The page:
I am able to use my intellect to break large problems down into manageable chunks and set goals and tasks to complete those chunks. I also have the ability to see a vision of what the expected outcome should look like and then can work backwards to figure out what needs to happen to reach that vision. I believe it’s called reverse engineering, something like that; to disassemble something, analyze its components and gain understanding of how it works in detail. I’ve applied this again and again to complex issues to better understand what my role is within generating solutions. I’m empathic with others, a very good listener and again, can set a vision of the future that inspires others to expand their awareness and increase their efforts to excel as individuals, families and as social workers and caseworkers on team and agency goals.

Posted in Supervision

Me as a Supervisor

What key underlying beliefs about people influence me?
I’ve learned that people are generally kind to themselves and others and expect the same in return from those they meet. The fact that Social Work addresses numerous human experiences that don’t bring out the best in others, due to; homelessness, mental health, addictions, social isolation, oppression, discrimination and a wide variety of micro and macro issues of different forms that somehow mask or cover over a person’s intrinsic kindness. After working with a host of different people I continue to believe people are kind.

As a role, I see my role as an influencer or of some inspiration to those who need it most. When I work with individual’s I remember that inside this person, no matter the circumstances I meet them in, is a basic human being able to care for themselves and others. I base this on a spiritual belief that I’ve experienced in life, that each of us has in internal quality that exists, whether we acknowledge or not.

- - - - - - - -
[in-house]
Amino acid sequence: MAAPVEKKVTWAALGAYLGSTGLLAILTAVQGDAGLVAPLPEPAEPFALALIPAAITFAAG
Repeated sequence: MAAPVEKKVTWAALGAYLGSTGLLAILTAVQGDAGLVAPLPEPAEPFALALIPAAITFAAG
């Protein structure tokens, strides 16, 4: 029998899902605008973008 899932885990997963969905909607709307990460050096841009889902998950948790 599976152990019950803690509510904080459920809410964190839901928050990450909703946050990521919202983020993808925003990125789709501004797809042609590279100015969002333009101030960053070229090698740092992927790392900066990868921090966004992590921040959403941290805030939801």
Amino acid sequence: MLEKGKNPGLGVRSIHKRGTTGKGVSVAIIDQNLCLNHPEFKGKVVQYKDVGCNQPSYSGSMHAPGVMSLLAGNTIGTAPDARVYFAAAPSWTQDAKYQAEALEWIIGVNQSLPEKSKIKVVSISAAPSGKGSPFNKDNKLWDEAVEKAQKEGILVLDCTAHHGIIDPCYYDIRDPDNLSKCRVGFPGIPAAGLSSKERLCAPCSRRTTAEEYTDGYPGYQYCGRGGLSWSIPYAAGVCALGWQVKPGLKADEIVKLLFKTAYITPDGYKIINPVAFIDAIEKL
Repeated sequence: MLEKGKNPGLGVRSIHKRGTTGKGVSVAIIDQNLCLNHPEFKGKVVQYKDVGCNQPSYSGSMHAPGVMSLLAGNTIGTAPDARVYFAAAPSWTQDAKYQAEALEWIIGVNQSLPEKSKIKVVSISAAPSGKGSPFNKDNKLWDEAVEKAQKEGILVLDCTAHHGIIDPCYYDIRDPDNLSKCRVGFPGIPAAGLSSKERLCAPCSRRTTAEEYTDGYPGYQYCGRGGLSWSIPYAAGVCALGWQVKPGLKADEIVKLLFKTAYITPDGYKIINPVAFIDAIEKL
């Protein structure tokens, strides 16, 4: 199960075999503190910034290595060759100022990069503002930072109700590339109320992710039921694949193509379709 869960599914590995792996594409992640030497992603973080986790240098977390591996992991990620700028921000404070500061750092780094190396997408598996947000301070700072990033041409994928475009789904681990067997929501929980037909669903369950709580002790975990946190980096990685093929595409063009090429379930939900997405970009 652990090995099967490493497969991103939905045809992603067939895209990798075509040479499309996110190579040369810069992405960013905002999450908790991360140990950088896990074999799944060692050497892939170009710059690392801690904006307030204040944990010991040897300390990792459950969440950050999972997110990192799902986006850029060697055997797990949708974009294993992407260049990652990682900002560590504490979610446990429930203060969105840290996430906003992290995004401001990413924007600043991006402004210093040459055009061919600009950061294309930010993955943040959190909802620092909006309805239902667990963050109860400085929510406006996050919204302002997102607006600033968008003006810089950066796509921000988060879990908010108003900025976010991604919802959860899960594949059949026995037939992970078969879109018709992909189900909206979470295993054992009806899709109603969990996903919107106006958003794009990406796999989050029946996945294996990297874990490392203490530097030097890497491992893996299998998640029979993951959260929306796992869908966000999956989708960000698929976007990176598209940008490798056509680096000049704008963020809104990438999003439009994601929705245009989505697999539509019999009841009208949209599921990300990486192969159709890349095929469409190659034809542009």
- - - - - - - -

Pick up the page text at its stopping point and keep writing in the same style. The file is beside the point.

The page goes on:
Think about each of us having a little spark inside of us, a small flickering light and despite any differences between us, I try to have my flickering light, my spark talk to that other person’s flickering light, talking right past their human pain experienced in these moments. It’s by talking to this part of another person I can reach them and inspire them to believe they can change. It’s an interesting perspective to have, one I’ve had for many years now that I use regularly.

Posted in Supervision

Me as a Leader

What key underlying beliefs about work teams influence me?
I’ve worked in a wide variety of work teams, both non-social work and social work related. I’ve observed and witnessed some horrific bullying and harassment in the workplace, including social work worksites. As a follower of other leaders, I’ve tried to excel at what I do, to carry a significant amount of the burden by following a few actions. I volunteer for jobs no one else wants. I see myself as being able to make a difference in some way – I don’t even have to know how I’m going to make a difference but if I apply myself, learn the role and its functions I know I can meet goals and follow timelines. Doing this, I’ve learned odd jobs no one else takes the time to learn but I have and it has been noticed by my leaders; both positively in that they can assign me work and I get it done to negatively, in that some leaders have been intimidated by my approach and seek to demean and minimize me as I am a threat to their sense of security. I’ve kept hard work, patience, tolerance of others and fairness or justice in my thoughts as I deal with various people in the workplace.

As a leader, I’ve tried to create teams similar to those I worked well in, where creative ideas are supported, critical thinking is encouraged so we can all learn what action is best. I’ve cultivated supervisees to grow personally in their self-awareness and professionally in viewing themselves as an integral part of case planning and execution of tasks to reach successes. It truly is an amazing experience to cultivate new professional identities to excel, challenge themselves, and even surpass me in their determination, insights, goals and skills.

I’m told repeatedly I am a good supervisor. Each time I am I give them my boss’s name and phone number and invite them to call her and tell her what they see in me. I’ve watched workers grow beyond the social work front-line to change careers, get graduate level degrees, take on higher responsibilities with confidence and self-awareness in their strengths and capabilities.

My current work as a supervisor is based on two features, one is a clear one-to-one dyadic supervisory relationship with each staff member that allows privacy, trust and engagement with each other, openness to challenge, to change. I combine this with team goals being established matching our agency’s strategic goals and how we work together as a group, supporting each other and asking for support when needed.